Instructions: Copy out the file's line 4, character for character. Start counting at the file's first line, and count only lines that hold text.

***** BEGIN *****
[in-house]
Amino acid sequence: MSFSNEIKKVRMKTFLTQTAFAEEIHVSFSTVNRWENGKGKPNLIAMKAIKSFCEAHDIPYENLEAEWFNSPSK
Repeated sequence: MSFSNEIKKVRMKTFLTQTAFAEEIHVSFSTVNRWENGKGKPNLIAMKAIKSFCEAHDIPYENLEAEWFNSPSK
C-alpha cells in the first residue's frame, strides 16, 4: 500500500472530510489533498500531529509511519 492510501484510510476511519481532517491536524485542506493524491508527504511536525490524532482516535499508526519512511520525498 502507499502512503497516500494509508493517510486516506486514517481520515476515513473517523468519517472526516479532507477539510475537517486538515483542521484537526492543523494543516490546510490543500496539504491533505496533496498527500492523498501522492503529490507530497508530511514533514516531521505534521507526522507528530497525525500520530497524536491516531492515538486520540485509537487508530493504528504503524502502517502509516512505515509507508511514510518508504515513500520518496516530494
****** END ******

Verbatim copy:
C-alpha cells in the first residue's frame, strides 16, 4: 500500500472530510489533498500531529509511519 492510501484510510476511519481532517491536524485542506493524491508527504511536525490524532482516535499508526519512511520525498 502507499502512503497516500494509508493517510486516506486514517481520515476515513473517523468519517472526516479532507477539510475537517486538515483542521484537526492543523494543516490546510490543500496539504491533505496533496498527500492523498501522492503529490507530497508530511514533514516531521505534521507526522507528530497525525500520530497524536491516531492515538486520540485509537487508530493504528504503524502502517502509516512505515509507508511514510518508504515513500520518496516530494